Protecting voting rights in America is important enough to abolish the U.S. Senate’s filibuster rule to get it done, President Joe Biden said Tuesday during a speech in Atlanta.
Biden and Vice President Kamala Harris traveled to the campus of historically Black Atlanta University Center to drum up public support for two voting rights bills stalled in the Senate.
With every Republican senator opposing the measures in the evenly divided legislative chamber, neither can gain passage because of the filibuster rule, which requires 60 votes to take action.
“Filibusters have been weaponized and abused,” Biden said. “The majority should rule in the United States Senate.”
Biden, who served in the Senate for 36 years, has long been a supporter of the filibuster rule, which historically has been used to ensure bipartisan support before legislation could win passage.
But he said protecting voting rights is too critical to worry about saving the filibuster.
“The right to vote is democracy’s threshold liberty,” he said. “Without it, nothing is possible.”
The Freedom to Vote Act, a comprehensive overhaul of the nation’s voting rights laws, would set federal standards for elections, end partisan redistricting that tends to perpetuate parties in power in Congress and state legislatures, and reform campaign finance laws.
The more narrowly drawn John Lewis Voting Rights Advancement Act, named for the late Atlanta congressman and civil rights leader John Lewis, would strengthen and restore portions of the Voting Rights Act of 1965 in response to U.S. Supreme Court rulings during the last decade.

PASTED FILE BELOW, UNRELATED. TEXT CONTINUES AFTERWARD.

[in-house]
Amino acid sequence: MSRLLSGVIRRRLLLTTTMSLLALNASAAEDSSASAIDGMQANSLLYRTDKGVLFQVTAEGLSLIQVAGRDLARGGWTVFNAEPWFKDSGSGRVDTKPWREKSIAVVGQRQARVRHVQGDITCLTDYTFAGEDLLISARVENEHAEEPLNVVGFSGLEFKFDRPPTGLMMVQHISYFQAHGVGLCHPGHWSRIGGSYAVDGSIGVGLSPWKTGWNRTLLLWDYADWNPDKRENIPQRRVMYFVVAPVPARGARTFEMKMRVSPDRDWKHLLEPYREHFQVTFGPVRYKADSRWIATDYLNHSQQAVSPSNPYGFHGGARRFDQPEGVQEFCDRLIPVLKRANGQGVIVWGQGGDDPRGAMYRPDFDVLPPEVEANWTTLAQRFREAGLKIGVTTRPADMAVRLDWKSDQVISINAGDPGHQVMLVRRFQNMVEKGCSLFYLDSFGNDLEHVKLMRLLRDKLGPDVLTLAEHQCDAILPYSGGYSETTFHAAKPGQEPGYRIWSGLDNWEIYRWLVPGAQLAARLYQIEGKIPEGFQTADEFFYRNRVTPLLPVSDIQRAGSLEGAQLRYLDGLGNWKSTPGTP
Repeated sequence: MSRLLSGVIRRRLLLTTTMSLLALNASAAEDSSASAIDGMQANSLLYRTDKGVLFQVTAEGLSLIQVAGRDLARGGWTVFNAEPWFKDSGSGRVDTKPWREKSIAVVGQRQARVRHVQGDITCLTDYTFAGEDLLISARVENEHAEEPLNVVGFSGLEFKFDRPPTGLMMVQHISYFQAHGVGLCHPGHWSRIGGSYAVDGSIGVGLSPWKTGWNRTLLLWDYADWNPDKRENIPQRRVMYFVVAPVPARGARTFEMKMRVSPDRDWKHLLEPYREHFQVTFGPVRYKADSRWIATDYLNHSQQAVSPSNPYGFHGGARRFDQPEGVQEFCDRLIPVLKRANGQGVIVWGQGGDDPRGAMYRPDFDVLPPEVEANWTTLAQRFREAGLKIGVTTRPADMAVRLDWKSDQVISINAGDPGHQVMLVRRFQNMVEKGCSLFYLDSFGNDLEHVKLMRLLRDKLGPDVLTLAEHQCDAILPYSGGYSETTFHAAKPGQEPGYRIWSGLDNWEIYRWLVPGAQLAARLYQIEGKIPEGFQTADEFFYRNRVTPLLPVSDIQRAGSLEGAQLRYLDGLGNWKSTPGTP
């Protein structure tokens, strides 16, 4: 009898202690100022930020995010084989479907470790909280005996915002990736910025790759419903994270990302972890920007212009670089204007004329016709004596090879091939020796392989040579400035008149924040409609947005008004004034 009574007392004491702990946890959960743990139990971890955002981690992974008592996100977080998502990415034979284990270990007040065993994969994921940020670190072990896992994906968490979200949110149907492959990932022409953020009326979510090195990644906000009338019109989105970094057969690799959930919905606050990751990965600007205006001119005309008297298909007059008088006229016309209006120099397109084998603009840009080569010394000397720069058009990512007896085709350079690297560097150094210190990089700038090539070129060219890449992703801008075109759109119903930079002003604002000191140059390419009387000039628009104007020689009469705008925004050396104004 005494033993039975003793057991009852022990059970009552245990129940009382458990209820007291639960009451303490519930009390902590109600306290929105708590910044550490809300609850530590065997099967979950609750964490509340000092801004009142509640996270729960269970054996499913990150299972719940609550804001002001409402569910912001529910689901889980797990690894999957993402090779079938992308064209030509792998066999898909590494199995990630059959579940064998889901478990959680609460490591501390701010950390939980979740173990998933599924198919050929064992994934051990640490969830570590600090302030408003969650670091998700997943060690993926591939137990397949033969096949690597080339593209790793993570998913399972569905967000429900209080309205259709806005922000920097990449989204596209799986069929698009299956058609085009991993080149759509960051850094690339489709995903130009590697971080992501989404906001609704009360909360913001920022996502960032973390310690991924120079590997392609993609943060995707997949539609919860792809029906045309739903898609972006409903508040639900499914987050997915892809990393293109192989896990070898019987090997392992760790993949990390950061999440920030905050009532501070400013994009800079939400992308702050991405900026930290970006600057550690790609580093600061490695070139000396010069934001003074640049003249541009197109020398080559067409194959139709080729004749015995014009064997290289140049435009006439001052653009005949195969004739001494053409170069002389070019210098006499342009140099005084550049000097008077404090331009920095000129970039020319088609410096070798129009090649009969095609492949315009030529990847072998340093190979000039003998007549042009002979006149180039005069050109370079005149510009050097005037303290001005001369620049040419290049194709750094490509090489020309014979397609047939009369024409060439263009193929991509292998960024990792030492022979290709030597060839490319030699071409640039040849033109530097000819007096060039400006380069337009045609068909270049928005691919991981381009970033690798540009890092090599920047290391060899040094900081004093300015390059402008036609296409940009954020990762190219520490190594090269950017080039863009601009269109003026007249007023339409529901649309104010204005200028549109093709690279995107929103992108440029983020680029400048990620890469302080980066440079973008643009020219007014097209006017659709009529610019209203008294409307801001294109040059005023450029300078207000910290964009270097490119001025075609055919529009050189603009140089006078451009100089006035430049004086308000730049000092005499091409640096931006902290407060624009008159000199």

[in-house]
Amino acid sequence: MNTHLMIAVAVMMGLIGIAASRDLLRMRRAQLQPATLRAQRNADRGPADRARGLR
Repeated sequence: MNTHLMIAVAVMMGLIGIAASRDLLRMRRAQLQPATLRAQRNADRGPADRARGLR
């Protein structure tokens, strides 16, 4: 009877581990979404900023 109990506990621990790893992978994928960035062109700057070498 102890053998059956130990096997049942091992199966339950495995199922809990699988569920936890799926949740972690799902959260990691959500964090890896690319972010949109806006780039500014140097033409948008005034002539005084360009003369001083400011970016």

Specifically, Biden and Harris criticized the overhaul of Georgia election laws the Republican-controlled General Assembly passed last year.
Senate Bill 202 adds a voter ID requirement for absentee ballots, restricts the location of absentee ballot drop boxes and prohibits non-poll workers from handing out food and drinks within 150 feet of voters standing in line.
Georgia’s was among 19 laws 34 states passed last year that Democrats say make it more difficult for Americans to vote, particularly voters of color.
Harris urged those in the audience not to be complacent about protecting voting rights.
“In the last few years, we have seen so many anti-voting laws there is danger of becoming accustomed to these laws, as if they are normal,” she said. “There is nothing normal about a law that makes it illegal to pass out water and food to people standing in a long election line.”
Georgia Republicans took exception Tuesday to the Democrats’ characterization of the state’s new election law and criticized the two bills before the U.S. Senate.
Gov. Brian Kemp accused Biden and congressional Democrats of attempting an “unconstitutional federal takeover of elections” that he vowed to oppose.
“Georgia is ground zero for the Biden-Harris assault on election integrity,” Kemp said during a news conference shortly before Biden and Harris spoke. “[But] we refuse to be bullied … into backing down.”
“The Biden administration continues to wage a shameless political attack on Georgia’s constitutional authority to regulate its elections,” state Attorney General Chris Carr added. “The truth is, our election law strengthens security, expands access and ensures transparency for all Georgians.”
Some voting rights groups in Georgia did not attend Tuesday’s presidential speech, urging Biden and Harris to stay away from Atlanta until they come up with a specific plan for moving the voting rights bills through Congress.
“We don’t need even more photo ops,” said Cliff Albright, cofounder of Black Voters Matter. “We need action.”
This story is available through a news partnership with Capitol Beat News Service, a project of the Georgia Press Educational Foundation.